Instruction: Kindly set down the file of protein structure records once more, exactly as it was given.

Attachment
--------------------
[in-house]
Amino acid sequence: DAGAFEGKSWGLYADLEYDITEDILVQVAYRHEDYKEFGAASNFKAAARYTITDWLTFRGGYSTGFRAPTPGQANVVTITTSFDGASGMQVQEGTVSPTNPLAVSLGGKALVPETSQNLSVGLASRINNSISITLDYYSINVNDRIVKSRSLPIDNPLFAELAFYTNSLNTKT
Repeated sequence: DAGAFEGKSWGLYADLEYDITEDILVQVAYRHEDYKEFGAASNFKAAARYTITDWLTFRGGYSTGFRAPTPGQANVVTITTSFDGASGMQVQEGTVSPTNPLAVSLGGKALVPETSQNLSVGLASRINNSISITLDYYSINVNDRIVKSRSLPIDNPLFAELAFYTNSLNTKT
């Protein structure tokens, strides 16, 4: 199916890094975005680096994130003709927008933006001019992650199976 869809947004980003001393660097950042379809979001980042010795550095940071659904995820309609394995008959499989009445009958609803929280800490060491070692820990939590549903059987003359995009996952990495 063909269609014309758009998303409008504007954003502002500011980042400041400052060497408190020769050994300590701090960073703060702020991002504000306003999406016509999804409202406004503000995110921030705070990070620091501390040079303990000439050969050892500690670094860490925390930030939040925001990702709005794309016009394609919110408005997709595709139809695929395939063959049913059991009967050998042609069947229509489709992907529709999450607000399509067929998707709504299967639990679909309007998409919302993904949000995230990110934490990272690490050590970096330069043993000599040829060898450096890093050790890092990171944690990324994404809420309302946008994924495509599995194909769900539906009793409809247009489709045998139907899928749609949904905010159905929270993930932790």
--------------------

[in-house]
Amino acid sequence: DAGAFEGKSWGLYADLEYDITEDILVQVAYRHEDYKEFGAASNFKAAARYTITDWLTFRGGYSTGFRAPTPGQANVVTITTSFDGASGMQVQEGTVSPTNPLAVSLGGKALVPETSQNLSVGLASRINNSISITLDYYSINVNDRIVKSRSLPIDNPLFAELAFYTNSLNTKT
Repeated sequence: DAGAFEGKSWGLYADLEYDITEDILVQVAYRHEDYKEFGAASNFKAAARYTITDWLTFRGGYSTGFRAPTPGQANVVTITTSFDGASGMQVQEGTVSPTNPLAVSLGGKALVPETSQNLSVGLASRINNSISITLDYYSINVNDRIVKSRSLPIDNPLFAELAFYTNSLNTKT
């Protein structure tokens, strides 16, 4: 199916890094975005680096994130003709927008933006001019992650199976 869809947004980003001393660097950042379809979001980042010795550095940071659904995820309609394995008959499989009445009958609803929280800490060491070692820990939590549903059987003359995009996952990495 063909269609014309758009998303409008504007954003502002500011980042400041400052060497408190020769050994300590701090960073703060702020991002504000306003999406016509999804409202406004503000995110921030705070990070620091501390040079303990000439050969050892500690670094860490925390930030939040925001990702709005794309016009394609919110408005997709595709139809695929395939063959049913059991009967050998042609069947229509489709992907529709999450607000399509067929998707709504299967639990679909309007998409919302993904949000995230990110934490990272690490050590970096330069043993000599040829060898450096890093050790890092990171944690990324994404809420309302946008994924495509599995194909769900539906009793409809247009489709045998139907899928749609949904905010159905929270993930932790």